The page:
The New York Mets Have to Make a Decision on Zack Wheeler

The New York Mets have to make a decision on Zack Wheeler before the Major League Baseball trade deadline.

This season hasn’t gone as Wheeler and the Mets planned. Currently 35-38, they’re in third place in the National League East and rapidly skidding off course, their pitching staff in particular. Wheeler is at the forefront of those struggles. He owns a 4.94 ERA and 1.33 WHIP and has been unable to work off his successful 2018 campaign. He has also surrendered 14 home runs.

In the second half of 2018, Wheeler was one of the best pitchers in baseball. He was commanding the zone, dominating opposing lineups, and giving the Mets length. In fact, Wheeler pitched through seven or more innings in 10 of his last 12 starts. It looked like Wheeler was finally coming into his own as the ace-caliber starter the Mets envisioned he’d become.

Unfortunately for Wheeler, it appears he’s never going to mold into that echelon of a pitcher with the Mets. That doesn’t mean he can’t find success with the Mets, or with another ballclub, but he’s yet to string together a complete season. Injuries have plagued his career, as well as always having a continued uncertain future with the club — and the latter perhaps more so than the elbow woes over the last two seasons.

With Wheeler in line to be an unrestricted free agent this winter, general manager Brodie Van Wagenen has to take action, and he has two options.

The Case for Trading Wheeler

Even though Jacob deGrom hasn’t pitched at the historic level he did in 2018 (he has still been great, it just hasn’t been to the tune of a 1.70 ERA and 0.91 WHIP), Noah Syndergaard is having the worst season of his big-league career, Steven Matz has dealt with forearm discomfort, and Jason Vargas doesn’t give manager Mickey Callaway length, Wheeler has been the Mets most unreliable starter.

He has been tattooed this season, and one could argue his ERA could be a lot higher than 4.94. His Monday night outing against the Atlanta Braves is a perfect example. While surrendering four earned runs through six innings isn’t horrific, Wheeler also surrendered 12 baserunners (10 hits, two walks). He’s laboring through at-bats and showing signs of regression. The Mets can’t wait for him to turn a corner. If they get a reasonable trade offer for him, they have to consider pulling the trigger.

According to MLB Network‘s Jon Heyman, there are teams who “like Wheeler a lot.” The fact that there’s already a potential market for the right-hander shows that he can net a multiple-prospect return — although the early interest could also be a result of the now-hard July 31 trade deadline.

It’s still some time off, but Syndergaard will be a free agent after the 2021 season. Even though injuries and a discouraging season isn’t doing his bank account any favors, he’s widely viewed as a top-tier starting pitcher. The Mets will likely be forced to let go of either Syndergaard or Wheeler in the near future, considering how they need to improve their bullpen and deepen their depth chart. The last thing the Mets want is for Wheeler to hit the open market, leave Queens, and they get nothing for his services.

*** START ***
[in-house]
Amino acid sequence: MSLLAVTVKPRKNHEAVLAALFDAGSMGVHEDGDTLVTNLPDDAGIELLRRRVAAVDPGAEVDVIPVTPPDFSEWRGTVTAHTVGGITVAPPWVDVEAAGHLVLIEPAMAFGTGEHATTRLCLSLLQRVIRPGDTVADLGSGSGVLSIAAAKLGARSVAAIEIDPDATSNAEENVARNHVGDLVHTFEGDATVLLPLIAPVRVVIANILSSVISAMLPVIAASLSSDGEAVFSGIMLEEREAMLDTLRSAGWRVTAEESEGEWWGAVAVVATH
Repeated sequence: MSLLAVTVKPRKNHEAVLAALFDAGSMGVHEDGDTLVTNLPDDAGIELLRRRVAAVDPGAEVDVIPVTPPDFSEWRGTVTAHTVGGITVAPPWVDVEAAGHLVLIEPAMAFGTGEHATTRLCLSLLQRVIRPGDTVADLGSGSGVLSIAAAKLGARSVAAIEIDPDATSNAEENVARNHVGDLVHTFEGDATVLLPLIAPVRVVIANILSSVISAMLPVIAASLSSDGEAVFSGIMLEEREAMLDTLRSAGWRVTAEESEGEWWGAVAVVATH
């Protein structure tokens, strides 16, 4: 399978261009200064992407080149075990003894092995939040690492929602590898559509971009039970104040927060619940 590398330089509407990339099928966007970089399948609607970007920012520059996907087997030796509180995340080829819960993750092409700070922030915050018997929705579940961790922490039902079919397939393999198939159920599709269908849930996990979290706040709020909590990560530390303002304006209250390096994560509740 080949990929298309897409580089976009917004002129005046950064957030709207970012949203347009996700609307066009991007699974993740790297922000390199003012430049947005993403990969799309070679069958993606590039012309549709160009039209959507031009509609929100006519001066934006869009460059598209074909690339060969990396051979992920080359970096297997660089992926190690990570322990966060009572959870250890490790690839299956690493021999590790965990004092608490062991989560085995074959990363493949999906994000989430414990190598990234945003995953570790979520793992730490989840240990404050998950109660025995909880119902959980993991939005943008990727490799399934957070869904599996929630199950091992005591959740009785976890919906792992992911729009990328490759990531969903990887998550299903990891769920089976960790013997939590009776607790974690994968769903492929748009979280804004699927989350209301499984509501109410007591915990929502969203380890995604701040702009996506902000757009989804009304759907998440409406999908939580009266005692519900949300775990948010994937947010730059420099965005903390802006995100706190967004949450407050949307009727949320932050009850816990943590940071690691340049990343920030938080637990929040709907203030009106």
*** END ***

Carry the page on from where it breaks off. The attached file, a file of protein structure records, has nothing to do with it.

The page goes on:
The Case for Extending Wheeler

With all the factors in favor of the Mets trading Wheeler, there is one significant benefit to extending the right-hander: money.

The Mets gave deGrom a five-year, $137.5 million extension before the regular season began; they’re paying Yoenis Cespedes, who has played just 119 games since 2017, roughly $29 million a season; Robinson Cano is getting $20 million a season from the Mets.

The Mets have the inside track on Wheeler, he’s familiar with the organization, and has been inconsistent his entire career; he’s not going to get a large contract on the open market. Even though he’s struggling and dealing with a hamstring injury, Syndergaard has shown, when healthy, that he can be an ace. Michael Conforto has come into his own as one of the best hitting outfielders in baseball. Syndergaard and Conforto are free agents after 2021; they’re each going to cash in on massive contracts.

Realistically, the Mets will be able to keep two of Wheeler, Syndergaard, and Conforto. Taking advantage of Wheeler’s struggles by convincing him to take a lowball offer would give the Mets more flexibility moving forward and allow them to offer Conforto whatever the market determines his worth to be. Plus, there’s the outside chance that Wheeler, at some point, becomes a potent starting pitcher based on his fastball still registering in the high 90s and him possessing a five-pitch arsenal (sinker, four seamer, slider, split finger, curveball).

This is an organization that’s regarded as being picky with their money, albeit they’ve spent heavily over the last three years. A low-risk, potential high-reward signing would make a lot of sense.

Doing Nothing is the Worst Possible Solution

If the Mets trade Wheeler, they can bolster a depleted farm system. If they extend Wheeler, they get him at a bargain rate. The scenario with no benefits is holding onto Wheeler and letting him hit the open market.

You could argue that Wheeler could have a monster second half like he did in 2018, but he’s pitching at a worse rate than he was last June. Say this continues, and Wheeler finishes with an ERA near five and the Mets lose nearly every game he takes the hill, their rotation is significantly worse, and there’s no backup plan. Sure, Wheeler would be a cheap signing, but if he goes through the season and doesn’t figure things out, the Mets aren’t going to want him in their starting rotation in 2020. They will have missed their chance to get something for the simmer of hope that his future still offers.

The Mets have the starting pitching to forgo Wheeler or Syndergaard, but they have to make an important decision over the next six weeks: trade Wheeler, or extend him.

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